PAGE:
What type of skills are the most sought after in resumes?
As the world of work evolves, HR leaders continue to assess ways to help the organization live in a complex era and adapt quickly.
For 2022, the challenge of building critical skills and competencies is reaffirmed as a priority, according to the latest Gartner® report.
Not only does it show that this priority tops the list for the fourth consecutive year, but it also reveals a joint imperative: “Structure talent strategies around skills, not just roles”.
How are we building skills profiles?
Answering this question involves looking back at the different HR contexts and responses in recent years.
The first temporal reference places us in the 1st Industrial Revolution, where linear thinking and the statement: “Divide the work, produce as much as you can and do it at the lowest possible cost” programmed the way of thinking and acting of the time.
It makes sense that the first skills profiles referenced the tasks of a single division that a candidate/employee could perform successfully. Thus the first skills profile emerged.
I-shaped skills profiles
They have a depth of expertise in a single subject that allows candidates/employees to make a real difference in their roles.
For example, the I-skill profile of a Payroll Technician would be defined by analysis, problem-solving, knowledge of Microsoft Office and payroll tools such as META 4… among others.
This type of profile probably still has a place in many organizations. However, at the end of the 1990s, HR evolved this approach.
Fundamentally because the set of circumstances, then beginning to encompass our world, rejects a cause-effect relationship: stock prices change continuously and constantly, business becomes less predictable, organizations more complex, customer needs more ambiguous, and traditional teamwork models satisfy no one.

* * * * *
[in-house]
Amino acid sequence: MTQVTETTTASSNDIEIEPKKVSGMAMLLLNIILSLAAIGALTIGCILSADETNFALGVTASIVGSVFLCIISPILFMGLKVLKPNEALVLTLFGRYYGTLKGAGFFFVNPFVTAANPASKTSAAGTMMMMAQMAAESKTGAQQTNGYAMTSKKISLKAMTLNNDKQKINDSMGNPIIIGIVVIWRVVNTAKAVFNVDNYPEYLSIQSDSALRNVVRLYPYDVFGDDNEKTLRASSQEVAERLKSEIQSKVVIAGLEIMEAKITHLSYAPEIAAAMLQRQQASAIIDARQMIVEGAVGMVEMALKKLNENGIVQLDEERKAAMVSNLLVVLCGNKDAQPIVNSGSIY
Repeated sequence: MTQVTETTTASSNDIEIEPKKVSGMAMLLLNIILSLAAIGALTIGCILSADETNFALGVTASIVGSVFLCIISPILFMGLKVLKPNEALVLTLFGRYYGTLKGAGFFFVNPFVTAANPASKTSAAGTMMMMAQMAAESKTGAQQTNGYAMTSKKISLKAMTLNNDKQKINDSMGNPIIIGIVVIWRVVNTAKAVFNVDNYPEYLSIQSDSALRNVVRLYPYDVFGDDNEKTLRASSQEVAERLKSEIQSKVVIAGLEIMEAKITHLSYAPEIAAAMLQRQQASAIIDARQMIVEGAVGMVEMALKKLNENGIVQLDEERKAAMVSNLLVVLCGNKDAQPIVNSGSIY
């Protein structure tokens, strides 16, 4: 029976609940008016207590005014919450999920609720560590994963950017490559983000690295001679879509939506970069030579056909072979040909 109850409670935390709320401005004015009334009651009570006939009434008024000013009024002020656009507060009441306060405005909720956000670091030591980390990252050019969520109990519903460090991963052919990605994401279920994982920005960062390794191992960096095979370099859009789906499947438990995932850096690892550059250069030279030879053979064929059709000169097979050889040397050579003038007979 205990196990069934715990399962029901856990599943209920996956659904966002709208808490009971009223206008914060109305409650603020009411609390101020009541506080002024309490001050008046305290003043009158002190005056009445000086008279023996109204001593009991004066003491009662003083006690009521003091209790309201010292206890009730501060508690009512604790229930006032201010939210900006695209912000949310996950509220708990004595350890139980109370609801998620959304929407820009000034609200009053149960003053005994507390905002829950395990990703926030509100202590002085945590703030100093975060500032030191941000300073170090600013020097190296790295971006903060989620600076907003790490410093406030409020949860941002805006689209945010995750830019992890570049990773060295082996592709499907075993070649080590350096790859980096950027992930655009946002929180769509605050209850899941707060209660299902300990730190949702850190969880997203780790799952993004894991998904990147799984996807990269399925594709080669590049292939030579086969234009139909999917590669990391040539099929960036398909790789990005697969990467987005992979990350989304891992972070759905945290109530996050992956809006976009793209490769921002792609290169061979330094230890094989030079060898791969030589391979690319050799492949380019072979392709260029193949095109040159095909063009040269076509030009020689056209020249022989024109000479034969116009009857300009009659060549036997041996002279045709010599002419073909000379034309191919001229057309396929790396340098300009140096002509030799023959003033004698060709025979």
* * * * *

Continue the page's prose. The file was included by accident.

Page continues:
Under the broad umbrella of Agile, new techniques, practices, tools and methods are also emerging, driving the emergence of new roles that demand the need to incorporate new skills in the shortest possible time.
As I anticipated, in a search for flexible formulas that adapt to and anticipate the changing needs of the business, there is a commitment to attract, select and develop professionals with T-shaped skills, a metaphor formulated by David Guest in 1991.
T-shaped skills profiles
They have a combination of experience and skills in a single subject. In addition, the breadth of other complementary skills provides them with the ability to collaborate across disciplines with experts in different areas and apply knowledge in areas of specialization other than one’s own.
For example, the T-shaped skills profile of an HR Leader would be defined on the one hand by the deep specialties represented in the vertical part (HR Strategy, Agile HR…etc.) and by the numerous general skills, represented by the horizontal part of the T (Service Design, Organizational Design, Growth Mindset, Data-driven Mindset…etc.).
In an era where one has to offer multiple skill sets simultaneously, is it enough?
A new approach that is constantly changing
New skill profiles have emerged in recent years. However, there is one that I find intriguing both for the vision and for the possibilities and flexibility it brings: the X-shaped skill profiles.
X-shaped skill profiles
They are even more open-ended. They integrate breadth and depth and coexist with diversity, and expand into new domains as needed. The X-shaped individual refers to a person who works in multiple areas.
The term is used, for example, to refer directly to those employees who are excellent at converging in practices such as HR, Design, Innovation, NWoW… etc. They manifest social skills and can work with different people in different industries or areas of a company. They can also bring together very diverse groups (indicated by the cross-section of the X) to collaborate effectively.
As a solution, it is pretty close to the current ecosystem of challenges in which we move: project-based team building, attracting the talent we need for the future of the organization, designing new learning paths to train in strategic competencies, different roles for a person depending on the project… among others.
X is the new ✔ to develop critical skills in 2022.
If organizations are demanding more incredible speed in building solutions to develop critical skills and competencies, let’s integrate new skills profiles that, by their nature, are more flexible and adaptive to the current context.
“Alis volat propris – Fly with your wings”.